The latest in AR and immersive tech brings us an immersive experience in the Amazon rainforest, AR helping map and size up any and all trees, another haptic advance broadening the playing field of controllers, as well as the release of the Microsoft MR headset, Hololens 2.
A game-changer on the forest market has entered with Swedish Katam. The company and their smartphone app challenges old and manual measuring methods by scanning forest and trees and providing not only tree length and width, but also the volume, diameter and density of a tree; these coupled with their drone photography solution that maps every single tree, now every single part of a forest can be marked, surveilled and taken care of.
The long-awaited Hololens 2 mixed reality headset will go on sale in the upcoming month. The headset, first revealed back in February at the Mobile World Congress has improved on the previous technical, visual, and functional aspects of Hololens 1 making it much more comfortable device for everyday usage, meaning Microsoft is aiming this headset at the masses.
Many of the latest haptic advancements have focused on giving digital objects their shape or feel through haptic gloves and other devices aimed at haptic feedback for fingers and hands. The latest haptic controller uses a trackpad, which the thumb is placed on, and the device hooks up to your two first fingers, letting you squeeze a digital object, move and rotate it. The trackpad or the thumbpad is also able to simulate textures when moving it. Still, only at the prototype phase, it showcases a different way of interacting with digital objects than other current controllers in use. Although at first glance, it might seem bulky, it may be one step in having a variety of controllers available for users, all fitting a different purpose or need.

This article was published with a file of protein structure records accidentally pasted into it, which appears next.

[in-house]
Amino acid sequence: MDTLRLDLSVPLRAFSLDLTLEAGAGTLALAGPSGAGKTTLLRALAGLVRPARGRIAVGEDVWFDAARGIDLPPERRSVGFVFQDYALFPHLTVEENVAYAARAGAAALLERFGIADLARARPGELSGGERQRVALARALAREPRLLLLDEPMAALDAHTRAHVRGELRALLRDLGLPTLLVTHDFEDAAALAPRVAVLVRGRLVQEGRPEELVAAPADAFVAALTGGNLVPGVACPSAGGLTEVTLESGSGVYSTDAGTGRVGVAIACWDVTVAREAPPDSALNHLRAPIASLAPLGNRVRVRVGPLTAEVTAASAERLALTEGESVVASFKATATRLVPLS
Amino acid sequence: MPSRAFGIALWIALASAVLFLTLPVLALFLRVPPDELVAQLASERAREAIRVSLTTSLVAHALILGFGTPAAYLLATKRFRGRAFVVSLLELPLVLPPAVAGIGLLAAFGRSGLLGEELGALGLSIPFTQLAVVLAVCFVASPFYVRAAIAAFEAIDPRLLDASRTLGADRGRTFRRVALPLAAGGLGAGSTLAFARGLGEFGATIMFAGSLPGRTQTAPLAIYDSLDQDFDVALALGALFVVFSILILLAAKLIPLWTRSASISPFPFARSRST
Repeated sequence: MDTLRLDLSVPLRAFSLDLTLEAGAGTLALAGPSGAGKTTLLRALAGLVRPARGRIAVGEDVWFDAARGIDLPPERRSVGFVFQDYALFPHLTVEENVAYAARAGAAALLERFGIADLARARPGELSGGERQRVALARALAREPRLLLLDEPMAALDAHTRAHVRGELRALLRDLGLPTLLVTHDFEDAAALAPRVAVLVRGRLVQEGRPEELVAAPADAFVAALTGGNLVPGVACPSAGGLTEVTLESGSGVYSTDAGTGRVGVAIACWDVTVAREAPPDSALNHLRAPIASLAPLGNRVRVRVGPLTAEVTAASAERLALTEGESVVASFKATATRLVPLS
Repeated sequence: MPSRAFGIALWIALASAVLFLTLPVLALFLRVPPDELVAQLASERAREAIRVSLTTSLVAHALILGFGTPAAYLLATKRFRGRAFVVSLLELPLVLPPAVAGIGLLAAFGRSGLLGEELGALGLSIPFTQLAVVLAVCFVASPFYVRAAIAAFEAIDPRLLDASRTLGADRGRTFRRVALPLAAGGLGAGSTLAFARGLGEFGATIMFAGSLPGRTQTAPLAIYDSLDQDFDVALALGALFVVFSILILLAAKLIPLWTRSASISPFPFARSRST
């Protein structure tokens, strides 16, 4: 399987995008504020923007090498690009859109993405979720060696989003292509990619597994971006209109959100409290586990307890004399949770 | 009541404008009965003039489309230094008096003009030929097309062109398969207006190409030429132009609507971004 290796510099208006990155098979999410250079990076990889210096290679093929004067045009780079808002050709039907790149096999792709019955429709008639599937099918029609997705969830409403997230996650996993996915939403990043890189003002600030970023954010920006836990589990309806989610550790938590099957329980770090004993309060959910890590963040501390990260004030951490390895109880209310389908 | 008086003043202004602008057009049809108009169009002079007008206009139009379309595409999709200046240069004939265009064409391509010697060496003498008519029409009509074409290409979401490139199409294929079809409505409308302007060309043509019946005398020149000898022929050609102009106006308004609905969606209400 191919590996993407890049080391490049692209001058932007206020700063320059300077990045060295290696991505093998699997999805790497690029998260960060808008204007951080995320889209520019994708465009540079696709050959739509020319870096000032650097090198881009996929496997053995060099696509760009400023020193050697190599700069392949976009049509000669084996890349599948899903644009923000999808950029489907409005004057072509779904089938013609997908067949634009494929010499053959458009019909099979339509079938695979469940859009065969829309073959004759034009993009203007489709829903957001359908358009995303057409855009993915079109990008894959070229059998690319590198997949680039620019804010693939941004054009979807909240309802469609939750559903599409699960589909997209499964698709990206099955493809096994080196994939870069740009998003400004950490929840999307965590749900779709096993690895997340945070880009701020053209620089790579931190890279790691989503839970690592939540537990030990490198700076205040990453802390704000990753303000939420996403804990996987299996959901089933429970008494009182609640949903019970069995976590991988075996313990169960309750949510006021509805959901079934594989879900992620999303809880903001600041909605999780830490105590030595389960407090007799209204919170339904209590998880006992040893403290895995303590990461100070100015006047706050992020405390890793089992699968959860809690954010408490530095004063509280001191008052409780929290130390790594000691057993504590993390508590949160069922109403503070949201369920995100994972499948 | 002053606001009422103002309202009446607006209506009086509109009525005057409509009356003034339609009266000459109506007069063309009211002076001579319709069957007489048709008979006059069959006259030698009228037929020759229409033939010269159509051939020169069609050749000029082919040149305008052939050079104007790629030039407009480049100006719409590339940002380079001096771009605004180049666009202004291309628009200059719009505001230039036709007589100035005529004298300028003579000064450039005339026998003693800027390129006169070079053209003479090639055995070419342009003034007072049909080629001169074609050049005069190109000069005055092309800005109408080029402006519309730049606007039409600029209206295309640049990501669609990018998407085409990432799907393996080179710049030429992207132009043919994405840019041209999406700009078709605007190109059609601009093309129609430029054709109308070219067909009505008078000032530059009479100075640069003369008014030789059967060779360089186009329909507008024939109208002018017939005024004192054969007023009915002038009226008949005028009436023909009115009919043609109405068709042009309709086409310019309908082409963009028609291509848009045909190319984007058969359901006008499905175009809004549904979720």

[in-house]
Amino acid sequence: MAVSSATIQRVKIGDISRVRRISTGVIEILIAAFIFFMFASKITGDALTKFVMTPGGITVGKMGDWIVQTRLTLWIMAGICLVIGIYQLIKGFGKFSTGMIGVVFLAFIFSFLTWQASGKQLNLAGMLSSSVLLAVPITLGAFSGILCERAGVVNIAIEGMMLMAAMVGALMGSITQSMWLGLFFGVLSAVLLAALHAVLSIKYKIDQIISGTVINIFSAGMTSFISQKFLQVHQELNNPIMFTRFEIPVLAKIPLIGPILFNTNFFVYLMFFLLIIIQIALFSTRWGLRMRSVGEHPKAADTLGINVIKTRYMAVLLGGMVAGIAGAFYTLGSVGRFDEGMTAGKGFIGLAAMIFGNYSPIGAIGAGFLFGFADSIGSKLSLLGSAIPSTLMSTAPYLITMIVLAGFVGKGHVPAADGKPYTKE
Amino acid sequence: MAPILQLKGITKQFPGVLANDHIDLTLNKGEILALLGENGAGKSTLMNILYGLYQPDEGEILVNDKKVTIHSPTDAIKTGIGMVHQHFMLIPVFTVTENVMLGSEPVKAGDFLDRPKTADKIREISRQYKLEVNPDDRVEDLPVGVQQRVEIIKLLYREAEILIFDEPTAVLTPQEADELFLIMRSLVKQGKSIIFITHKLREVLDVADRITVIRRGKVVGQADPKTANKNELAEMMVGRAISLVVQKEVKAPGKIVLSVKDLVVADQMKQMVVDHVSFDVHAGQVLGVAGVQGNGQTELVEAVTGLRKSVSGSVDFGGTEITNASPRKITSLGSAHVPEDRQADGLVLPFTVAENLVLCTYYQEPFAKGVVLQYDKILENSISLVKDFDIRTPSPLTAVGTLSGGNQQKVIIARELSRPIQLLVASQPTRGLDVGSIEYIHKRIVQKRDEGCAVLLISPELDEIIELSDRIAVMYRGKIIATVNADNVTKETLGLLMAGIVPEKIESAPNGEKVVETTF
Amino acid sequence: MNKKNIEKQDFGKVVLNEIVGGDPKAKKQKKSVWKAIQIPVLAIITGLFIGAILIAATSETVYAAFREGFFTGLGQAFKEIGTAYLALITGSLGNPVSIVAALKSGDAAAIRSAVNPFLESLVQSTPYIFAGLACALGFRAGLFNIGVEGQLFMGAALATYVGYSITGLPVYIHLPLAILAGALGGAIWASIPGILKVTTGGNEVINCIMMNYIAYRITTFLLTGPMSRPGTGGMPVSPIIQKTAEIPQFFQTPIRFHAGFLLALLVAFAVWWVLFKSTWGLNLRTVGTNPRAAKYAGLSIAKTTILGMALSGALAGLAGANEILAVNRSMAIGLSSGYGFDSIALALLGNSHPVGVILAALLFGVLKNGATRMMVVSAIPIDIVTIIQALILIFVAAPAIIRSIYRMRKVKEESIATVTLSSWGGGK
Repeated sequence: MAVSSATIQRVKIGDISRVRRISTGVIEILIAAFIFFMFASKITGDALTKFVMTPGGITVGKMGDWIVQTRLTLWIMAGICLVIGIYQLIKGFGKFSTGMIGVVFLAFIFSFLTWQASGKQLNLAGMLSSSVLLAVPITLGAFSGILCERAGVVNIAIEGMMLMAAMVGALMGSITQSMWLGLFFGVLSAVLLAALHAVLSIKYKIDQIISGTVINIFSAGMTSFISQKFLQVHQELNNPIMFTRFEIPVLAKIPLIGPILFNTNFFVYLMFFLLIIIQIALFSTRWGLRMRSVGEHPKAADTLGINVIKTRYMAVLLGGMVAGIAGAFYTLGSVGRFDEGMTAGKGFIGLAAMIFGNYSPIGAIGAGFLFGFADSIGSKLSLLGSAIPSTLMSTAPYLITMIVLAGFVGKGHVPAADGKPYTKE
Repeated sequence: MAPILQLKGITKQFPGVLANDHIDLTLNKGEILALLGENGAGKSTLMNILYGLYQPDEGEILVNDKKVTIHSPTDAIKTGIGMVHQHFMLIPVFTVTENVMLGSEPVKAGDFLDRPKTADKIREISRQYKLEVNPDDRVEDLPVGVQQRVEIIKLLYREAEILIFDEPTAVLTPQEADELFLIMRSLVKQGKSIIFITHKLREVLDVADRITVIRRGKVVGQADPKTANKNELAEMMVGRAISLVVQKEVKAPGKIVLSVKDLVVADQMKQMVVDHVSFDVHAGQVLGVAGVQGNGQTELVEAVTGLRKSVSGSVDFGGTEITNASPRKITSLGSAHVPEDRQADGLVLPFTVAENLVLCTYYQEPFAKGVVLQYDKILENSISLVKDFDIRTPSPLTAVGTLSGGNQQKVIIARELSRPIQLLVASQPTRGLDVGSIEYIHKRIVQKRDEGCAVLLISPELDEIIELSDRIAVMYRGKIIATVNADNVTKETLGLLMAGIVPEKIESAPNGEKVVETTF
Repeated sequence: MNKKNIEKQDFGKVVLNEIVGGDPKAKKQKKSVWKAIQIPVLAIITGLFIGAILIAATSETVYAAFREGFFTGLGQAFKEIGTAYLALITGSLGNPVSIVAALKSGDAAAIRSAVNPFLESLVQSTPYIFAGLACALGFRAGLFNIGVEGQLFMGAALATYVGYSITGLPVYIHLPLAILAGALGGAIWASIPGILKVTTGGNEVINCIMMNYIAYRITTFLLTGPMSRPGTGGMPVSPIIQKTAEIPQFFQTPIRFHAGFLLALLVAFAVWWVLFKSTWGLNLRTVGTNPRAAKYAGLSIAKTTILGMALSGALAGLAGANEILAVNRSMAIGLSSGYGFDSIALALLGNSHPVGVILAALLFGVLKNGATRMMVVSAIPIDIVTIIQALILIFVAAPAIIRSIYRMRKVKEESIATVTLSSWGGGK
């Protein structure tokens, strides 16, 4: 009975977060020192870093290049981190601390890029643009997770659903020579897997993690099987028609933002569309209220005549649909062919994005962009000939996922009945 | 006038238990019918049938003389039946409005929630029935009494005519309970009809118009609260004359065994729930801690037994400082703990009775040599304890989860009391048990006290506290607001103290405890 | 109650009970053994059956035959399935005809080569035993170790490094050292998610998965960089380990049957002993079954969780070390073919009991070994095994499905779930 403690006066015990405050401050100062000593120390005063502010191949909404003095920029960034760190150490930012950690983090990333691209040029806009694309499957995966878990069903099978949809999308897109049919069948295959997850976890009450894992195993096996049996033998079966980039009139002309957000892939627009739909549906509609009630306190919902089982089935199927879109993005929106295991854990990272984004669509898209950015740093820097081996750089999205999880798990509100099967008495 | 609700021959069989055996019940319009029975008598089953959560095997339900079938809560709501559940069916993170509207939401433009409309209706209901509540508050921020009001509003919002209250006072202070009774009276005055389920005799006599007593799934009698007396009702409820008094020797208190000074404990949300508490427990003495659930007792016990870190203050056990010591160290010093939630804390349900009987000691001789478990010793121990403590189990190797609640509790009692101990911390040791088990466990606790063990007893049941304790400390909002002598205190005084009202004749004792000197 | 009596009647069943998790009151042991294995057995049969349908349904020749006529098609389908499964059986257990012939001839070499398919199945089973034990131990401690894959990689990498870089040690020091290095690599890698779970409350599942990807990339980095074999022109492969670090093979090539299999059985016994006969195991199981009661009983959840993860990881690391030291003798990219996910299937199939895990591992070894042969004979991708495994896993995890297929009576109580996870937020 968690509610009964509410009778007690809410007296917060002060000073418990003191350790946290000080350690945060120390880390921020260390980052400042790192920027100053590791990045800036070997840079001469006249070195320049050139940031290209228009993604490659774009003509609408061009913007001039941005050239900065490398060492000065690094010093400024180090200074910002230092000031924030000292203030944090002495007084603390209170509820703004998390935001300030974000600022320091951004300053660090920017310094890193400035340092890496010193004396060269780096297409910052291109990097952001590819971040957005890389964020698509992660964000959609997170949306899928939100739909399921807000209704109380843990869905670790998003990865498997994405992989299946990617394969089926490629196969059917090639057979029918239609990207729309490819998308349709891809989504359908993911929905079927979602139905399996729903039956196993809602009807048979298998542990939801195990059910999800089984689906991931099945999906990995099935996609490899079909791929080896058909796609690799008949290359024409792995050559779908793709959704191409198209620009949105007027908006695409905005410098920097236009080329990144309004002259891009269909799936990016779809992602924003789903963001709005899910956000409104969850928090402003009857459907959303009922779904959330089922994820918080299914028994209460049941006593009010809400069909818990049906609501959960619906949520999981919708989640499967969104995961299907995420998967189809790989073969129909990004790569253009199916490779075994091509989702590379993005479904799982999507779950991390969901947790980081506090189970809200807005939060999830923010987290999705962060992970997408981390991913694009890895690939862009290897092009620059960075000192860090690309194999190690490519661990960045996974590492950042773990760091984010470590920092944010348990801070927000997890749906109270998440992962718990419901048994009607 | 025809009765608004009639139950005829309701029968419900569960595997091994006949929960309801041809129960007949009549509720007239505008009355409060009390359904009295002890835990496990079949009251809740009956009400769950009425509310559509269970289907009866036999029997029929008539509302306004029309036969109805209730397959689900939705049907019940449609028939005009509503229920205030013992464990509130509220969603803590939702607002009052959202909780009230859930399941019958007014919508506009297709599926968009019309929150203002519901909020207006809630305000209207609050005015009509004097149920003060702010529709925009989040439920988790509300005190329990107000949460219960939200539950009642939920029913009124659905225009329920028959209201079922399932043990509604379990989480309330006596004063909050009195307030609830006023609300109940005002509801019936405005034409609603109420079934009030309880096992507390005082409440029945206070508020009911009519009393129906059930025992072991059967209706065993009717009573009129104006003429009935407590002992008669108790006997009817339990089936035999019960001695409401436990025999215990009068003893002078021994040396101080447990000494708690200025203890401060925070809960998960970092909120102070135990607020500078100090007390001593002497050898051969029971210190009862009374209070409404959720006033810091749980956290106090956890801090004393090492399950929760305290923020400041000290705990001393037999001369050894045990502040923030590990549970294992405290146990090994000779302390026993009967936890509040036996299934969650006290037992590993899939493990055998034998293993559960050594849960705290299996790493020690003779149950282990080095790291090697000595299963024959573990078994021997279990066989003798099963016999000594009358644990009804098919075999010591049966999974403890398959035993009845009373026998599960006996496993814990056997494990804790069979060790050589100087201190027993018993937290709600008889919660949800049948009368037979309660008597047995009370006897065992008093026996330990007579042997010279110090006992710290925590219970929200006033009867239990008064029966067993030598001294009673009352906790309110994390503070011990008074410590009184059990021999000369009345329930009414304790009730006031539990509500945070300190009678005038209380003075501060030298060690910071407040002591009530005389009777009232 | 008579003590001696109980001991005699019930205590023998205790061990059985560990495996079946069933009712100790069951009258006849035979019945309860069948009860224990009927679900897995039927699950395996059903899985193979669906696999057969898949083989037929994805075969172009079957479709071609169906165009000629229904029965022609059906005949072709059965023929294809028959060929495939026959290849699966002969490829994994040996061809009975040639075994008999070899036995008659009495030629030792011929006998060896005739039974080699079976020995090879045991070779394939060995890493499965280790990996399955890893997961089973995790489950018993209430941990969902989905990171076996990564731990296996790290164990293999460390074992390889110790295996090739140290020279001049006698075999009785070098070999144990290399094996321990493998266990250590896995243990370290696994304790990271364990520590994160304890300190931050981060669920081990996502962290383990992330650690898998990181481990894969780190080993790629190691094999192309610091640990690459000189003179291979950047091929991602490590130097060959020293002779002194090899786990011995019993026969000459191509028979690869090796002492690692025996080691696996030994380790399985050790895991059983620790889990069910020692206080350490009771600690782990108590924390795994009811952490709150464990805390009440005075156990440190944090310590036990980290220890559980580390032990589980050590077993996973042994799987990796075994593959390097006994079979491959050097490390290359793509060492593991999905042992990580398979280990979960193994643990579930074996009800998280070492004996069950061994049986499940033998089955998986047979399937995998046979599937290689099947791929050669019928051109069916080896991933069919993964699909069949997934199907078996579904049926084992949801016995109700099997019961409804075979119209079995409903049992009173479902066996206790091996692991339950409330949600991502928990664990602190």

Time magazine has launched an AR experience called Inside the Amazon: The Dying Forest. The experience works as a journalistic piece, featuring detailed 3D scans of the forest taken by high-def cameras mounted on drones, along with a piece showing and telling you what the forest would look like all dried out or the how the forest could become the trigger of runaway global warming. Inside the Amazon uses spatial sound design to for you to fully immerse yourself in the jungle and its sounds, truly bringing depth to journalism, creating a more personalized experience that can foster empathy and emotion to important issues like climate change. The experience ignites through the cover of the mid-September issue of Times, 2019.
Augmented reality was used to enhance murals in Darwin, Australia, a city launching a series of cultural initiatives and encourages finding new ways to be creative. The murals and AR were created in connection with a street art festival. When scanned, the murals come to life as huge animated 3D objects, whichever the motive, engaging passers-by with animals larger than life. The murals already big to start with, get a whole new dimension as they come to life. A great example of using augmented reality to get people to stop and engage with art, creating a memorable experience, both for inhabitants as well as tourists.
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